·  Another strategy for mitral prosthesis implantation involves the intraatrial insertion of the prosthesis, as described by Gandjbakhch.8 In this technique, a Dacron collar is sewn onto a valve prosthesis. An inner row of interrupted pledgetted valve sutures (pledgets on the atrial surface) are placed before the free end of the collar is sewn to the left atrium with running Prolene sutures.

·   Guiraudon GM, Ofiesh JG, Kaushik R. Extended vertical transatrial septal approach to the mitral valve. Ann Thorac Surg. 1991;52(5):1058–1060; discussion 1060–1062.
·    Khonsari S, Sintek CF. Transatrial approach revisited. Ann Thorac Surg. 1990;50:1002.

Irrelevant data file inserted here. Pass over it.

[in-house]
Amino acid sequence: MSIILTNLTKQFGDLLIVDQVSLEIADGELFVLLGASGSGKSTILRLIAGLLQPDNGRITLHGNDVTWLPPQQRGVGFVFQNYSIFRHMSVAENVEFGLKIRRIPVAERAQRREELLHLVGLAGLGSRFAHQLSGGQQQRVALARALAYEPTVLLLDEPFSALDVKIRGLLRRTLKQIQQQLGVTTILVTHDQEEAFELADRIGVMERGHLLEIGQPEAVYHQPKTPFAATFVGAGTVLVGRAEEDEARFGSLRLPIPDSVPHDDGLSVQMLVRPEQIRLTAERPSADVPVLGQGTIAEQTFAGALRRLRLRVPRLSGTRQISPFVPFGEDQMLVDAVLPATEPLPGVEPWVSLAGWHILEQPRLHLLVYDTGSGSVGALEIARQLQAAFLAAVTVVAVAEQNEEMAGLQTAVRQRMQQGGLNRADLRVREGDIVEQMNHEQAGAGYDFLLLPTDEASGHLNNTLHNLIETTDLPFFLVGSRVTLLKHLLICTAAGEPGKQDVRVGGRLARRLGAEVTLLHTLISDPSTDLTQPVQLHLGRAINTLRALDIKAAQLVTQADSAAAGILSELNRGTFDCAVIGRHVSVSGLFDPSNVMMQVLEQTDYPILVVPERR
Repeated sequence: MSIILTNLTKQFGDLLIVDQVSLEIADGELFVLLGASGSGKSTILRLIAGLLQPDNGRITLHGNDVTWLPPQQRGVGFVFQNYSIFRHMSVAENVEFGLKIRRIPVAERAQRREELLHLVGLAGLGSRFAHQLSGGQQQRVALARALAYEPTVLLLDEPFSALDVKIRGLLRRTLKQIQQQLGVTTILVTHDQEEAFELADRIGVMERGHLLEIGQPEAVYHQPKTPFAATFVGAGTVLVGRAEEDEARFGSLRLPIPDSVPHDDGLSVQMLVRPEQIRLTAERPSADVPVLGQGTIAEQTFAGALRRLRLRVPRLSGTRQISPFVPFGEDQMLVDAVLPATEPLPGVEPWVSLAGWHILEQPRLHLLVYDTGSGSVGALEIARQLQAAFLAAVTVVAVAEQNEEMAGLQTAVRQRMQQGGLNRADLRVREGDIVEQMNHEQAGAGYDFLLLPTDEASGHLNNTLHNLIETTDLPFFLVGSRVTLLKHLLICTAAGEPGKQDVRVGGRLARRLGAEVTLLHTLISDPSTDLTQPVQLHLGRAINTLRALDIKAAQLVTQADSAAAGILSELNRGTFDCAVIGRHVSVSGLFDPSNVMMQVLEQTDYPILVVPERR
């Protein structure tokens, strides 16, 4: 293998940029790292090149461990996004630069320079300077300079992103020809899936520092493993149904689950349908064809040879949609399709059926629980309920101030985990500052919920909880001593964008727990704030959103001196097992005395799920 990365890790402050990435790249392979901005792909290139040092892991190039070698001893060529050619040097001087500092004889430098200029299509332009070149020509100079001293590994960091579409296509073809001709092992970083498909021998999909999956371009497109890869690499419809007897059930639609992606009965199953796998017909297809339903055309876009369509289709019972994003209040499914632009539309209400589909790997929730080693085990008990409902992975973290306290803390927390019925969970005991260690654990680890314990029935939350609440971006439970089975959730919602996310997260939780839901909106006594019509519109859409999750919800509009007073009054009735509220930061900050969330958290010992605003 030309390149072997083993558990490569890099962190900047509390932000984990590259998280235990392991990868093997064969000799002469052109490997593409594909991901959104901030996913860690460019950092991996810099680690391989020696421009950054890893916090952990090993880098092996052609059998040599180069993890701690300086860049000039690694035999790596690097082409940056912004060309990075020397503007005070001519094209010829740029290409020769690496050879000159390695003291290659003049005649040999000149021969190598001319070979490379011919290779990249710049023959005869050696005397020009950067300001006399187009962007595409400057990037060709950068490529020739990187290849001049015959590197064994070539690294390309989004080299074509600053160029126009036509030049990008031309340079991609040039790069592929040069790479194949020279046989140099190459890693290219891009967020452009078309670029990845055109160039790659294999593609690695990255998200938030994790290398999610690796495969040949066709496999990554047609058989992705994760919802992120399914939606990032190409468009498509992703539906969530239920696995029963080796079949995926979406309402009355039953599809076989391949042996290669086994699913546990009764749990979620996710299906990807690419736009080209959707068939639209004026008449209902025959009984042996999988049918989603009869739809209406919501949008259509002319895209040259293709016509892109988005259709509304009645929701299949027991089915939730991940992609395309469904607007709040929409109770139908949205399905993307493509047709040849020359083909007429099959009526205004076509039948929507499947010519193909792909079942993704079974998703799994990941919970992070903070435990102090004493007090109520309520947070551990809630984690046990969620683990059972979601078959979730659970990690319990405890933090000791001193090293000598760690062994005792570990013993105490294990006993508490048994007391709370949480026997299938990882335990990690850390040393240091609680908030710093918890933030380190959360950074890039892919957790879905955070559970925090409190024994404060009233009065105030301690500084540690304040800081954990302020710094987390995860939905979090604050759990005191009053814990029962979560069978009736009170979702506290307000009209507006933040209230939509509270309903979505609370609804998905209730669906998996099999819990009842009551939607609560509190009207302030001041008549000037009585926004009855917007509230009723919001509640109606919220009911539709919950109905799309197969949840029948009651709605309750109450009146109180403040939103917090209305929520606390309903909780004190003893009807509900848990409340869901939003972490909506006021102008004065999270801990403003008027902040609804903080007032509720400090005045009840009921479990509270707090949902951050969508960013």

·    Feikes HL, Daugharthy JB, Perry JE, et al. Preservation of all chordae tendinae and papillary muscles during mitral valve replacement with a tilting disc valve. J Cardiac Surg. 1990;2:81.
·    David TE. Mitral valve replacement with preservation of chordae tendinae: Rationale and technical consideration. Ann Thorac Surg. 1986;41:680.
·    Miki S, Kusuhara K, Ueda Y, et al. Mitral valve replacement with preservation of chordae tendinae and papillary muscles. Ann Thorac Surg. 1988;45:28.
·    Okita Y, Miki S, Ueda Y, Tahata T, Sakai T, Matsuyama K. Mitral valve replacement with maintenance of mitral annulopapillary muscle continuity in patients with mitral stenosis. J Thorac Cardiovasc Surg. 1994;108:42–51.
·    Wasir H, Choudhary SK, Airan B, Srivastava S, Kumar AS. Mitral valve replacement with chordal preservation in a rheumatic population. J Heart Valve Dis. 2001;10:84–89.
·    Nataf P, Pavie A, Jault F, Bors V, Cabrol C, Gandjbakhch I. Intraatrial insertion of a mitral prosthesis in a destroyed or calcified mitral annulus. Ann Thorac Surg. 1994;58(1):163–167.